Meal cooked at home for infants usually exceed energy density and dietary fat recommendations...

Despite being perceived as the best option, home-cooked meals for infants and young children are not always better than commercially available baby foods, research published online in the Archives of Disease in Childhood claims.

When a child weans at around six-months old, the recommendation is for a variety of foods to provide a balanced diet rich in a broad range of nutrients.

Researchers wanted to assess how well homemade and commercially available readymade meals designed for infants and young children met age specific national dietary recommendations.

They compared the nutrient content, price, and food group variety of 278 readymade savoury meals, 174 of which were organic, and 408 home cooked meals, made using recipes from 55 bestselling cookbooks designed for the diets of infants and young children.

Home cooked meals included a greater variety of vegetables (33) overall than readymade meals (22), but commercial products contained a greater vegetable variety per meal, averaging three compared with two for home cooked recipes.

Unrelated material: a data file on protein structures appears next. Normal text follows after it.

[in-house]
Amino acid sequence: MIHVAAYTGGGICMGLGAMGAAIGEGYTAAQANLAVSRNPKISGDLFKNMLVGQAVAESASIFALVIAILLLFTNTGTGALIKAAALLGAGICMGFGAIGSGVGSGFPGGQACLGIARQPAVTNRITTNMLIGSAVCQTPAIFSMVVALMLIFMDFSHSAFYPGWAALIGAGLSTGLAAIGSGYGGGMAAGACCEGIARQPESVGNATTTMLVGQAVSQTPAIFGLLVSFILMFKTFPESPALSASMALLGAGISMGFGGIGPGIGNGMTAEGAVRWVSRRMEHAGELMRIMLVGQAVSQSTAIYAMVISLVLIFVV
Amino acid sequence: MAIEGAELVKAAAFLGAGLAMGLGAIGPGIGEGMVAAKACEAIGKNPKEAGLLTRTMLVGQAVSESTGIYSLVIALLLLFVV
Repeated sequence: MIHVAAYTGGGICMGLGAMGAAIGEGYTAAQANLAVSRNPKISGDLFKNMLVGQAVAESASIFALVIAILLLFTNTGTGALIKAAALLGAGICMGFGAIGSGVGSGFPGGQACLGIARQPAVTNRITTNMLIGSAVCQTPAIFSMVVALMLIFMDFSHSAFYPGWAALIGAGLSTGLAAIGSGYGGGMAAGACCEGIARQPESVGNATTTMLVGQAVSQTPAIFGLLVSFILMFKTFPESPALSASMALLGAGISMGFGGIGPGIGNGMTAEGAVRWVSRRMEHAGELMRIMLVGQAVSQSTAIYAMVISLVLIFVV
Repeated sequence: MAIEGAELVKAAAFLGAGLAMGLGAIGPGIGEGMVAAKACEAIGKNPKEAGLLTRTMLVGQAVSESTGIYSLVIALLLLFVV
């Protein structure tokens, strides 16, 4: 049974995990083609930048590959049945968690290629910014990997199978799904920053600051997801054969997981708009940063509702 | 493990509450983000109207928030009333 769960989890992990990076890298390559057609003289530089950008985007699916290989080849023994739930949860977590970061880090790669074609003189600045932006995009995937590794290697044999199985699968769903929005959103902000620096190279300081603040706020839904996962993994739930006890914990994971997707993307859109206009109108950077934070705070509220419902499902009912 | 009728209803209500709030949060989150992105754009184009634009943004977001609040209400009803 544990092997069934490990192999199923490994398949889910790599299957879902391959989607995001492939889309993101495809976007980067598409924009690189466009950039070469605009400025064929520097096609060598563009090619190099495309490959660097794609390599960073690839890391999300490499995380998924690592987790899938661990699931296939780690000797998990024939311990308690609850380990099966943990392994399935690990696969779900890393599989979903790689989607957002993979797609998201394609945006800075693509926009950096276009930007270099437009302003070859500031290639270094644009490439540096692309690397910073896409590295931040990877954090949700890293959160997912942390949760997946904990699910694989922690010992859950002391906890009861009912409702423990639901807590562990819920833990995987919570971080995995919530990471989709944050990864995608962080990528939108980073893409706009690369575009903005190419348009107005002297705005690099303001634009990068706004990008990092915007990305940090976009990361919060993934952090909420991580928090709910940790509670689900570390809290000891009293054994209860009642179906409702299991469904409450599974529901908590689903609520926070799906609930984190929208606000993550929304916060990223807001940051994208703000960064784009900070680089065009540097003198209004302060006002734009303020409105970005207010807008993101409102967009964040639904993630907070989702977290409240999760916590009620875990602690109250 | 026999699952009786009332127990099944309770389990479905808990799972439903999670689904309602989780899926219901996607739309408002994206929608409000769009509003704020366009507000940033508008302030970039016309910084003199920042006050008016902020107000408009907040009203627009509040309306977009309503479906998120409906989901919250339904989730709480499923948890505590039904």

Home cooked meals also provided 26 per cent more energy and 44 per cent more protein and total fat, including saturated fat, than commercial products.

While almost two thirds of commercial products met dietary recommendations on energy density, only just over a third of home-cooked meals did so, and over half exceeded the maximum range.

“Unlike adult recommendations, which encourage reducing energy density and fats, it is important in infants that food is suitably energy dense in appropriately sized meals to aid growth and development,” the research said.

“Dietary fats contribute essential fatty acids and fat soluble vitamins together with energy and sensory qualities, thus are vital for the growing child, however excessive intakes may impact on childhood obesity and health.”

Aside from the nutritional findings, the research highlighted the cost difference between bought food and that prepared in the home.

Excluding fuel costs, home-cooked meals were found to be around half the price of commercially available readymade meals at £0.33 per 100g compared with £0.68 per 100g.